Background CAR T cell therapies have revolutionized the treatment of B cell malignancies. Ex vivo CAR manufacturing is complex, costly, and cumbersome, leading to limited product access and prompting efforts that support shorter manufacturing and allogeneic or ‘universal donor’ strategies. Recent data also show that CAR T product efficacy is correlated with reduced ex vivo manipulation of cells. Here, we have designed a system to transduce effector cells inside the body to generate autologous CAR cells, circumventing ex vivo cell manipulation, avoiding patient conditioning chemotherapy, and providing an ‘off-the-shelf’ therapy for B cell malignancies. Our product (INT2104) is an intravenously administered lentiviral vector encoding an anti-CD20 CAR transgene (figure 1, left). INT2104 was rationally designed with an engineered fusogen and a novel binder to provide targeted transduction of CD7+ T and NK cells following intravenous delivery.
Methods To determine cell specific transduction, INT2104 was incubated with activated primary human PBMCs, B cell tumor lines, and primary PBMCs isolated from patients with B cell malignancies. INT2104-treated PBMCs were also cocultured with B cell tumor targets to determine targeted cell lysis. In vivo evaluation of INT2104 was conducted using humanized mouse models. Both CD34-engrafted mice and NSG mice with established B cell tumors were administered INT2104 via the tail vein injection (figure 1, middle). In the CD34-engrafted mouse model, flow cytometry was used to determine B cell depletion and CAR+ cell persistence. In luciferase-expressing tumor bearing mice, IVIS imaging was used to determine tumor burdens while monitoring CAR+ cells via flow cytometry.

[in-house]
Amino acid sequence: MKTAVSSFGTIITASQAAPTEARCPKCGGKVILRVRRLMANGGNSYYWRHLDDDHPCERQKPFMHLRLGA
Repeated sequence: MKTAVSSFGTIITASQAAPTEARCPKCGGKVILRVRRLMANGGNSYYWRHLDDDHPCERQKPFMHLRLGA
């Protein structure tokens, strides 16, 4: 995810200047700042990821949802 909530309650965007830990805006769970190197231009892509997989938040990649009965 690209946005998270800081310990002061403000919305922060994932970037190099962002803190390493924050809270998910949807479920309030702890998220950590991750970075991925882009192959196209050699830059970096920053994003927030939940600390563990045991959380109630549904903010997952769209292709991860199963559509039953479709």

Results In vitro data confirmed that T cells, including CD4+ and CD8+ subsets, and NK cells were specifically transduced with INT2104. No B cell transduction was seen across a wide range of MOIs. INT2104-treated PBMCs cocultured with B cell tumor targets resulted in dose-dependent killing, confirming CAR functionality. Delivery of INT2104 to CD34-engrafted NSG mice via tail vein injection resulted in B cell depletion within 7 days, with CAR+ cells detectable in blood coincident with B cell ablation (figure 1, right). INT2104 administration to mice bearing an established B cell tumor also resulted in B cell aplasia, with complete tumor ablation seen in all treated mice across a 15-fold range in dosing, including a dose matching the proposed first-in-human dose in TU/kg.
Conclusions These preclinical data suggest that intravenous delivery of INT2104 will be both safe and effective, supporting plans to continue development and transition into the clinic.
Acknowledgements Thanks to Daniel Grubaugh, Jeffery Foss, Julia Nguyen, and Leticia Kuri-Cervantes for assistance in the design and execution of these studies. Thanks to the AD, PD, and DPD teams for providing vector to support these studies.
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